Having managed to bring Western sanctions on itself, Russia is now shifting its focus to China in hopes of finding new markets and substitutes for Western technology. However, that raises the risk of selling resources to China at unfavorable, below market prices — just as Iran was forced to do in response to sanctions.

What's more, China and other non-Western states simply do not have the same technologies the West previously supplied to Russia. In the end, Russia is likely to find itself geopolitically more dependent on its large and powerful eastern neighbor.

Russia's actions also threaten Eurasian integration and the CIS itself. Will Ukraine leave the CIS now, as Georgia did following the Russia-Georgia War in 2008? When creating the Eurasian Economic Union linking Russia with Kazakhstan and Belarus, officials thoroughly vetted all the documents of any hint at political integration between the countries.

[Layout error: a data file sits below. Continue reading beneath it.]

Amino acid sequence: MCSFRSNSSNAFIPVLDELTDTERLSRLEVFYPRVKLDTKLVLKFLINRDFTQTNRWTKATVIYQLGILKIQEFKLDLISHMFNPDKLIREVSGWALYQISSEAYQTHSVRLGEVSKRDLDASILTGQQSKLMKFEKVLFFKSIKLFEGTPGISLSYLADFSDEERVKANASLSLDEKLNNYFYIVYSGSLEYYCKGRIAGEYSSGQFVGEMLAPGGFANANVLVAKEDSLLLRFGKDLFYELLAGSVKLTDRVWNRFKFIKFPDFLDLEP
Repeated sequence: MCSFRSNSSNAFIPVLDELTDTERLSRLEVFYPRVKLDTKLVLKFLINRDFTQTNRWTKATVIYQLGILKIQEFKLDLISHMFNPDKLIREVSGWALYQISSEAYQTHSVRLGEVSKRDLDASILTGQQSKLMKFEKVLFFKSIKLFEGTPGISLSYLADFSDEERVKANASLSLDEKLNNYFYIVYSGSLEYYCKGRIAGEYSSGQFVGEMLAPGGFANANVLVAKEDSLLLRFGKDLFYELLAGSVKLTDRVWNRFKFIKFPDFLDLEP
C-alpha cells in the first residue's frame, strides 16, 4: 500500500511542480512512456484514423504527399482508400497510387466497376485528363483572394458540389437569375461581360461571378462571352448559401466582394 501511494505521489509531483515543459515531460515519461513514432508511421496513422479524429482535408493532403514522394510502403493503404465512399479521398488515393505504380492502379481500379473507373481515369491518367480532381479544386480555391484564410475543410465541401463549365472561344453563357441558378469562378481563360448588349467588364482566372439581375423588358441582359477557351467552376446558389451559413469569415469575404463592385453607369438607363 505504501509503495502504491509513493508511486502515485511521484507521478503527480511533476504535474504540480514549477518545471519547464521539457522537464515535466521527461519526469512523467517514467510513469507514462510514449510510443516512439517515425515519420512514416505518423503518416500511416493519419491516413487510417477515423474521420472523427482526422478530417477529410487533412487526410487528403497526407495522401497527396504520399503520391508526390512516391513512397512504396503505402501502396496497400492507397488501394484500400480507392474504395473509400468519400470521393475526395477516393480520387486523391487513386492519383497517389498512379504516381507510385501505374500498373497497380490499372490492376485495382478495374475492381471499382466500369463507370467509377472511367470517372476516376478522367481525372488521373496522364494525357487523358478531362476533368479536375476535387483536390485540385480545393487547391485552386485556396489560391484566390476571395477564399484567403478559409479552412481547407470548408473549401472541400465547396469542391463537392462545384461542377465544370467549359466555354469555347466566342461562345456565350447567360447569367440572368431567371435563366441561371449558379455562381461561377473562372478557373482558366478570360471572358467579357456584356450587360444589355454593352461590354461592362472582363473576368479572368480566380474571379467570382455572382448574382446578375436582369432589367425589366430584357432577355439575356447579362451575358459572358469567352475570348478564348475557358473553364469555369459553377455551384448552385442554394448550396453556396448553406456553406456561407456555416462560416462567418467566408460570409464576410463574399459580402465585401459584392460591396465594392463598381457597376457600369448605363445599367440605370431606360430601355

Now, those countries cannot but fear the prospect of Moscow's continued expansion under the slogan of reintegrating the "Russian world." Recent sharply worded comments by Kazakh President Nursultan Nazarbayev indicate just how concerned Customs Union members are over Russian expansionism.

All of this fundamentally differs from the objectives described in the Russian Foreign Policy Concept that President Putin approved on Feb. 18, 2013.

That document sets out Russia's principal foreign policy objectives, including the following: "promoting good-neighborly relations with adjoining states and helping to overcome existing and prevent potential tensions and conflicts in regions adjacent to the Russian Federation."

The document also declares Russia's commitment to developing bilateral and multilateral relations with other states based, among other things, on respect for their sovereignty and territorial integrity as well as the predictability and non-confrontational nature of Russian policies.

That is precisely how the Kremlin's document properly defines Russia's national interests. However, actual events are moving in the exact opposite direction.

Vladimir Ryzhkov, a State Duma deputy from 1993 to 2007, is a political analyst.